In first, Biden appoints Jewish trans woman, also Jewish: Dr. Rachel Levine, who currently serves as the Pennsylvania Secretary of Health and who has spent the last year as the public face of PA’s COVID-19 response, was chosen by President Biden to serve as the Assistant Secretary of Health for the United States. In that role, she will be the highest-ranking transgender person to ever serve in the federal government and the first transgender person to be Senate-confirmed in a role. Levine grew up in the Boston area where she went to Hebrew school and had a Bar Mitzvah. A graduate of Harvard University and Tulane Medical School, Levine was the chief resident at Mount Sinai Medical Center in New York, where she also taught.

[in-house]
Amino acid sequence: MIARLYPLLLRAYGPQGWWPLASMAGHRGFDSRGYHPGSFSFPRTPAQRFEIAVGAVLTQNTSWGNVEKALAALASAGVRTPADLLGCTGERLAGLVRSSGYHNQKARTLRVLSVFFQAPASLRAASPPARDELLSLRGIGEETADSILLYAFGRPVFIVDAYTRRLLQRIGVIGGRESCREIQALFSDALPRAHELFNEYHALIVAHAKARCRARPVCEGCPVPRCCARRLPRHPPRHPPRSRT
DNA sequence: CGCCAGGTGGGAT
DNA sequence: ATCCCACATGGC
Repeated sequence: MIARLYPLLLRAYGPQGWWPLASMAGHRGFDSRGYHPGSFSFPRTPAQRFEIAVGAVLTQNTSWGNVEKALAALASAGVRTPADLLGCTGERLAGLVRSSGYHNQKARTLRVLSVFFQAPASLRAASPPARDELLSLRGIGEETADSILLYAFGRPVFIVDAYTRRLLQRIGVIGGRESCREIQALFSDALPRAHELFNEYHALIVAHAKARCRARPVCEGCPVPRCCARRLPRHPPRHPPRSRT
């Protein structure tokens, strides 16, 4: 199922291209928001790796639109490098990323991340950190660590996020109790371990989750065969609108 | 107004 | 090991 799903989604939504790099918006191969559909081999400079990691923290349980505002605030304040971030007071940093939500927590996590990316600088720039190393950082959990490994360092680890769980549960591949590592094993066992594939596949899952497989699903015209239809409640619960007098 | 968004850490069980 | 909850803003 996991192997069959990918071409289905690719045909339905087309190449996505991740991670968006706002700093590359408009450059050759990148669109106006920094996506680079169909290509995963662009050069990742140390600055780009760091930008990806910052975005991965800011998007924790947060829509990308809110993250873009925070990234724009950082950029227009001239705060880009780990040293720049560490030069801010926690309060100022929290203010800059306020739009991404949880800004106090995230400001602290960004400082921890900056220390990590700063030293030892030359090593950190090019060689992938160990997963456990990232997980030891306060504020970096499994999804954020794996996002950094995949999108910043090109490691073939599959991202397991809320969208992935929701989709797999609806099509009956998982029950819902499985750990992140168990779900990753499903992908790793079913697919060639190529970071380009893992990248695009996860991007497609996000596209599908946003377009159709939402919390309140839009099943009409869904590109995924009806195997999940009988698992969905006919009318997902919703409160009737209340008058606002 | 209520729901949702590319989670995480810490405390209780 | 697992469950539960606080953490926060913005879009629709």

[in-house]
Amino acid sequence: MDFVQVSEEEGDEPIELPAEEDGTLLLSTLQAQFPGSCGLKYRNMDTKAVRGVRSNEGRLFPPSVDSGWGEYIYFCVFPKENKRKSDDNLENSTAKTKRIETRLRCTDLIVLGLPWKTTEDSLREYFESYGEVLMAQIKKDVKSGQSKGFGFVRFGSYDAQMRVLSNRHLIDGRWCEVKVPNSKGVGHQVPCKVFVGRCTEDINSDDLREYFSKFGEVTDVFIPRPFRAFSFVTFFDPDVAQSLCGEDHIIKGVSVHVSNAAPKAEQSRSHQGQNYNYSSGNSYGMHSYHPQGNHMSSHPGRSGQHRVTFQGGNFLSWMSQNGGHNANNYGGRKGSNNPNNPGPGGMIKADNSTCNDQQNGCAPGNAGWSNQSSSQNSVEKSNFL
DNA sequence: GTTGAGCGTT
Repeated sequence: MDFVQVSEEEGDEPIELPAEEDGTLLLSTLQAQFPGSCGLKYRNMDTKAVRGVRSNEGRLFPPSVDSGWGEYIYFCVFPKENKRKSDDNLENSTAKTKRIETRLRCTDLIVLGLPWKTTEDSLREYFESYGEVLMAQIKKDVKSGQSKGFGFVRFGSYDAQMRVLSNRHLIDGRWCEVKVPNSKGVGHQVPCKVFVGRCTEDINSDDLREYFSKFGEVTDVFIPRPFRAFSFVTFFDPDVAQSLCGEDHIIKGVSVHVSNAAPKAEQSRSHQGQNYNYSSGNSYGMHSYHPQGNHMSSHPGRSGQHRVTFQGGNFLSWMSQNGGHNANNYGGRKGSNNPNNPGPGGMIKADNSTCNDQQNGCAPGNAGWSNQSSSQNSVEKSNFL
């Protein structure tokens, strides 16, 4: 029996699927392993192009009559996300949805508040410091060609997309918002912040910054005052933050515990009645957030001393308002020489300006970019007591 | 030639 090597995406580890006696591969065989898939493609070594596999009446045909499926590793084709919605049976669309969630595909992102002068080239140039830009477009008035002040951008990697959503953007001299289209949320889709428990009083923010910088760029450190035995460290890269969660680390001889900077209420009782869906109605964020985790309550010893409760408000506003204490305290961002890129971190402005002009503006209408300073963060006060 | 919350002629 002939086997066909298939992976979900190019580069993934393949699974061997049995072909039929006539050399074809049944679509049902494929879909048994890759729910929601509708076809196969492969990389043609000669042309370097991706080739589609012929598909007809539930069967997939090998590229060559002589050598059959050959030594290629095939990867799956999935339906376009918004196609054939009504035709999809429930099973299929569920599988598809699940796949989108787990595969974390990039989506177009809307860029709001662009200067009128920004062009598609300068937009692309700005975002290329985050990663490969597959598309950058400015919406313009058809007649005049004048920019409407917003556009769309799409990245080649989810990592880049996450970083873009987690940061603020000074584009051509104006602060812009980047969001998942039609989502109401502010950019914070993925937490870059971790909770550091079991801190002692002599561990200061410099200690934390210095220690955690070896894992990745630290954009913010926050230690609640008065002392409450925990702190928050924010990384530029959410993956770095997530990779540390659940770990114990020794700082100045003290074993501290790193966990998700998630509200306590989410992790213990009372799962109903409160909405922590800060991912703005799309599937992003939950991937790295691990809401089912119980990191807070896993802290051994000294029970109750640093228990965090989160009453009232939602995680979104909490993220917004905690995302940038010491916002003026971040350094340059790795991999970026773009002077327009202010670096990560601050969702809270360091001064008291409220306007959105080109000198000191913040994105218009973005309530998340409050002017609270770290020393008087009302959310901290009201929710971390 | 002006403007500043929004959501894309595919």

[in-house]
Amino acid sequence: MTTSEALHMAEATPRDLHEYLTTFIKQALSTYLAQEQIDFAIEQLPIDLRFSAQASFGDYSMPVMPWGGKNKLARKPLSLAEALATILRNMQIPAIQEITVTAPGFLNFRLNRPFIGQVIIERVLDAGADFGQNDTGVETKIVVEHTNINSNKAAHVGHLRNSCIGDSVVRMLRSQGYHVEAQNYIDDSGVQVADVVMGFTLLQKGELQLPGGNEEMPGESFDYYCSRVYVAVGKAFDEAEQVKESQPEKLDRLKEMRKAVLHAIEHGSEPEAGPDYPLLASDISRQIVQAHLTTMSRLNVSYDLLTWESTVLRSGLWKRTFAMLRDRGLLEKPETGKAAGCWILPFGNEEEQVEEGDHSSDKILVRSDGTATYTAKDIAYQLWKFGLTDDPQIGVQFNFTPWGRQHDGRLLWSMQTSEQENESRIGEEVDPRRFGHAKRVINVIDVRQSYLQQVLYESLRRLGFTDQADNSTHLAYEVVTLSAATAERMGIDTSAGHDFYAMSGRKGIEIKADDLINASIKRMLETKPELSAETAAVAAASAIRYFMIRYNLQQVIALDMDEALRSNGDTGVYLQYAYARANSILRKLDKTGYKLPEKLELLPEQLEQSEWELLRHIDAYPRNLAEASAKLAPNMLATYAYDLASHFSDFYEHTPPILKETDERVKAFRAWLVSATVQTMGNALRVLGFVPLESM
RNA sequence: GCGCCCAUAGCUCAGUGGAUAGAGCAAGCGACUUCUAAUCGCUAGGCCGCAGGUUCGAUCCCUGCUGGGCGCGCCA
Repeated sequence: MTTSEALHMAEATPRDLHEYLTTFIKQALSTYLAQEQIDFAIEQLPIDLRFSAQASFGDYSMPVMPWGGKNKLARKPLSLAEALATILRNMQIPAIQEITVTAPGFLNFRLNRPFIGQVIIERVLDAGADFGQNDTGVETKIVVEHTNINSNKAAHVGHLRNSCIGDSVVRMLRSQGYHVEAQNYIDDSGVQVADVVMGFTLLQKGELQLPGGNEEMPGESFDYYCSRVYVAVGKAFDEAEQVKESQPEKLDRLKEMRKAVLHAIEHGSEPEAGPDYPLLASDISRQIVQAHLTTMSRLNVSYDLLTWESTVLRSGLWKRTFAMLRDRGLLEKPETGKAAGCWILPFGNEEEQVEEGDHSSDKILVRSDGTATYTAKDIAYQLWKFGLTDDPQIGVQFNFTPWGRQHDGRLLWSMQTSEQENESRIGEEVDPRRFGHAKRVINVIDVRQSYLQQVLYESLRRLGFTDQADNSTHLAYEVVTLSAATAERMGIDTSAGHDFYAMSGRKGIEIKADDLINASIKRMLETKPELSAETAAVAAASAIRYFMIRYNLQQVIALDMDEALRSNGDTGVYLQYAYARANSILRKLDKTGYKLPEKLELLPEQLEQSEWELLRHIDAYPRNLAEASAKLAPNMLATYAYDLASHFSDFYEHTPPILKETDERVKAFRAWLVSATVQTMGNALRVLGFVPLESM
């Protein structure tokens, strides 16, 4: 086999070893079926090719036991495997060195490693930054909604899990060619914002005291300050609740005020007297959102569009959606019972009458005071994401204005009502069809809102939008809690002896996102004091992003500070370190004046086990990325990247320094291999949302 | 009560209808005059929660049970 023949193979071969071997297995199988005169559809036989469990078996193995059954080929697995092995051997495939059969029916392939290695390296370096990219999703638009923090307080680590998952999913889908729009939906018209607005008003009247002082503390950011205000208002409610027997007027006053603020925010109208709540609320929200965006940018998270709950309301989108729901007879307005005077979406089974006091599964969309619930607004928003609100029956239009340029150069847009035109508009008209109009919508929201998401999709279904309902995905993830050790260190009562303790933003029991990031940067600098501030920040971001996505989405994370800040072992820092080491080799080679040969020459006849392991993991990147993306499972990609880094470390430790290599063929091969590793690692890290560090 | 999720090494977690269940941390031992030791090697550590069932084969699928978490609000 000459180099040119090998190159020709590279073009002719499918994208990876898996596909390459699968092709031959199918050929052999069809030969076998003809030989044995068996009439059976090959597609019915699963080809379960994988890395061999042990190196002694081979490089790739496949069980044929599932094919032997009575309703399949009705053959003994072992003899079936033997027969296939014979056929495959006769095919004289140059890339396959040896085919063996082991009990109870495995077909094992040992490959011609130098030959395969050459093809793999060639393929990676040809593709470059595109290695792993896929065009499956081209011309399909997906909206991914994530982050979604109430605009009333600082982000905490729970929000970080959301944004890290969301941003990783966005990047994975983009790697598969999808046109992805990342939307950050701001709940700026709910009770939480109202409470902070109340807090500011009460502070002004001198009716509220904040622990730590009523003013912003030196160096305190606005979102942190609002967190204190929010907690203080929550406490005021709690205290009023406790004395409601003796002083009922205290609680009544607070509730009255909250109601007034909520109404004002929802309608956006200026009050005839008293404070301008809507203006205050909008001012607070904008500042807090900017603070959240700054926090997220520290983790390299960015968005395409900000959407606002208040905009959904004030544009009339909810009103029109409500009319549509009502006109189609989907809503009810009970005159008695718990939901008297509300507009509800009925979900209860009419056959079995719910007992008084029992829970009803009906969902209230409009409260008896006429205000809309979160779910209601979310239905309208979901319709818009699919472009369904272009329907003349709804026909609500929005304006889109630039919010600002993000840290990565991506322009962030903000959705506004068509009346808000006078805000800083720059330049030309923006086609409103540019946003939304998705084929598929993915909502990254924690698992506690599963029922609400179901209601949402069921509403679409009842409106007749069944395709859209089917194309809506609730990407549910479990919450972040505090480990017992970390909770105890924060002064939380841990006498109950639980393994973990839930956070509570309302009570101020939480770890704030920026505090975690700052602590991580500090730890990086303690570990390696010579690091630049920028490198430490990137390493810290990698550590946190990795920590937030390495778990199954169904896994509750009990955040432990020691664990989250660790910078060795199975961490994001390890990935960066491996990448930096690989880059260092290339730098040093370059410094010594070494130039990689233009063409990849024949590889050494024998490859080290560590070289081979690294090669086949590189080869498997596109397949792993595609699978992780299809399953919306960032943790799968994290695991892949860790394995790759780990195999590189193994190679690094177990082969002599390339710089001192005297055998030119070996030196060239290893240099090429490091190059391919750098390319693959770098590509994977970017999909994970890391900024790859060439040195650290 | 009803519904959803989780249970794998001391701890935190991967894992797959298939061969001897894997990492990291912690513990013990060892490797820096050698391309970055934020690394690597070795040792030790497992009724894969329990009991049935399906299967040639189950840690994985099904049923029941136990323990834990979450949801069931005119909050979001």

Jewish cabinet nominees appear before Senate: Prominent Jewish nominees of President Biden’s cabinet went before their respective Senate confirmation hearings, including incoming Secretary of the Treasury Janet Yellen, incoming Director of Homeland Security Alejandro Mayorkas, incoming Secretary of State Antony Blinken, and incoming director of national intelligence Avril Haines (who is the first Jew in this role). Both Mayorkas and Blinken shared their families’ stories of survival during the Holocaust in poignant testimony. Mayorkas said he is “profoundly aware of antisemitism’s domestic threat” because of his mother’s escape from Romania (from which she fled to Cuba). Of his family that perished he said: “My mother lost her paternal grandparents and seven uncles by reason of their Jewish faith in the Holocaust.” Mayorkas also went on to describe his lifelong efforts to combat antisemitism, saying: “I have dedicated a considerable amount of my personal and professional energy to battling antisemitism and discrimination of all forms. Most recently I served on the advisory board of the Secure Community Network, sponsored by the Jewish Federation, to protect day schools, synagogues and places of worship.” Blinken, meanwhile, shared his stepfather’s awe of the American troops who saved him from death to whom he spoke the only three English words he knew: “God Bless America.” Blinken’s stepfather was the only survivor of the Holocaust among his school of 900 in Bialystok, Poland at the start of the Second World war.